6.09 / August 2011

Two Poems

Flood Loot

listen to this poem

I am oakbark tired      and wiry from exertion
swimming pirogues in viscous water      I have lost
shoes in every parish in Louisiana      or stolen
them      tied to a rod      like a birth sac      or host

of missing leather animals      I carry them like lanterns
and they glow      four months of munching on ferns
three months of stunted growth      I got burns
from palming coals     from steel rope      I got to learn

the difference between dusk and fucking      I’m beholden
to a church on pilings      collapsible in the wet      most
of it strafing in a wake      of pyx and absolution
I wish it were transferable      gaze to gaze      like a ghost

dressed in cattails and brine      and with mine      flamed
under      I’ll find      hands gripping ax and gun      aimed


Intermediate Unmooring

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                          You’ve unpeeled yourself
as in the hard outer fiber of thistle      falling
away from itself by cane knife.      Thorn flower
discarded. A might meddled      the camaraderie
of flick and thin      suctioning boots from hole
to hole.                  Consider what would happen
green and sinking to sod. First your toes
grip root matter. First your eyes.                  Lower
constrictor. Also called evacuation of people
and pets and photographic evidence
from zones      ripe with hollows between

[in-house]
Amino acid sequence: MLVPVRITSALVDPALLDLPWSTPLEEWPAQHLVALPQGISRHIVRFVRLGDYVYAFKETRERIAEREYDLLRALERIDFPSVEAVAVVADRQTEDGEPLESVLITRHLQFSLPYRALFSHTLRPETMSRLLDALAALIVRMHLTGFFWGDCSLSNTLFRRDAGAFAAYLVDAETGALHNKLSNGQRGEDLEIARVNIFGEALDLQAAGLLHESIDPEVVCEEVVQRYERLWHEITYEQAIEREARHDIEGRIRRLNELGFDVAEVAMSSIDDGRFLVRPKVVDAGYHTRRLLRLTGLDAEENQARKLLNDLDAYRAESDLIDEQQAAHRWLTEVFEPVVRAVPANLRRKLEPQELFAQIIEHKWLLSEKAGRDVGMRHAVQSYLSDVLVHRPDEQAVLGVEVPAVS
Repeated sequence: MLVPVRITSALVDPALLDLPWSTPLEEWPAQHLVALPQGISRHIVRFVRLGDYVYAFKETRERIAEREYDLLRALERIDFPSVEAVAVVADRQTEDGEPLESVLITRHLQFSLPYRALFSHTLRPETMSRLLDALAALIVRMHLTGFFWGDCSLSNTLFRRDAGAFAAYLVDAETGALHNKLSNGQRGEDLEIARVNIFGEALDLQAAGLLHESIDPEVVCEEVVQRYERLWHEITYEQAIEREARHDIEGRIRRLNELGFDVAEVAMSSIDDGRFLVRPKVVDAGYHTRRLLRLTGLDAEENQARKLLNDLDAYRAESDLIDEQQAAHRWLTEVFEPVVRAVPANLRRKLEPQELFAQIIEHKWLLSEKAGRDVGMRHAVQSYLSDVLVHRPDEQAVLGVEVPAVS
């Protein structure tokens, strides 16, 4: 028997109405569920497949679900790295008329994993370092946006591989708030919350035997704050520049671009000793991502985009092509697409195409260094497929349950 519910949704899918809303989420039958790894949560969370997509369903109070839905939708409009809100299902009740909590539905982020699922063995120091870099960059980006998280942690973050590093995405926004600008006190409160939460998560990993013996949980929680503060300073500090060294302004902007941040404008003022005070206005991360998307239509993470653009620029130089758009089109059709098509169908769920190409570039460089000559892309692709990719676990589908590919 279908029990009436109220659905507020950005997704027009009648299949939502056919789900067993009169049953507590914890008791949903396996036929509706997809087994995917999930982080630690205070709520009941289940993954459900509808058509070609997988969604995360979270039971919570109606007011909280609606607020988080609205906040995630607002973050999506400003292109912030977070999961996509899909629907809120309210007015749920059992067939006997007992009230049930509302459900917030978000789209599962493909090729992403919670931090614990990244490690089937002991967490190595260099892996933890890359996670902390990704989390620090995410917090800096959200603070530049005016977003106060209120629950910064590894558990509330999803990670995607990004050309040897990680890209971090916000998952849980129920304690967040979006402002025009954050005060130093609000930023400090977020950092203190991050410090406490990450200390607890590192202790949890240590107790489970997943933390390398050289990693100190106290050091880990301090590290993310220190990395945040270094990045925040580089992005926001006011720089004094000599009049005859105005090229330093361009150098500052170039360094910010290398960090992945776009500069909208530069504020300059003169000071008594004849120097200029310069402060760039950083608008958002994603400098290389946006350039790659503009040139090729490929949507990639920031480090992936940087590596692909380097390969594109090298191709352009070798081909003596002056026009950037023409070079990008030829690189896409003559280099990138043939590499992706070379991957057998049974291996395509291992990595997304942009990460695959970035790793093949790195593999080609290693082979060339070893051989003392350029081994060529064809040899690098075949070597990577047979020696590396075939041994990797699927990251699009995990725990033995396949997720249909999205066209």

ground and sea level      tongue and tongue.

Once the wind hits your face      make yourself
an offering.                  Windows siding and doors striped
with Saint Andrew’s cross. One body two body
three body, A. D.      à detruire      to destroy
not to burst particleboard with flow
not to forget your coat in a storm.                  Your people
lashed by great exes that tell them what they need to know
approximate dates for deghosting      for eyes
mercurial with river      looking down at limbs
erupting nails from feet and hands
but only going      so far


Christopher Lirette, originally from Chauvin, Louisiana, currently lives in Newark, New Jersey with his wife, Linda. His most recent poems appear in Hayden's Ferry, decomP, and Colorado Review. In 2007, he received a Fulbright Grant to write in Acadie. Currently, he teaches at Cornell University, where he earned an MFA. In addition to writing, he has worked as an offshore roustabout, an archery instructor, and a personal chef.
6.09 / August 2011

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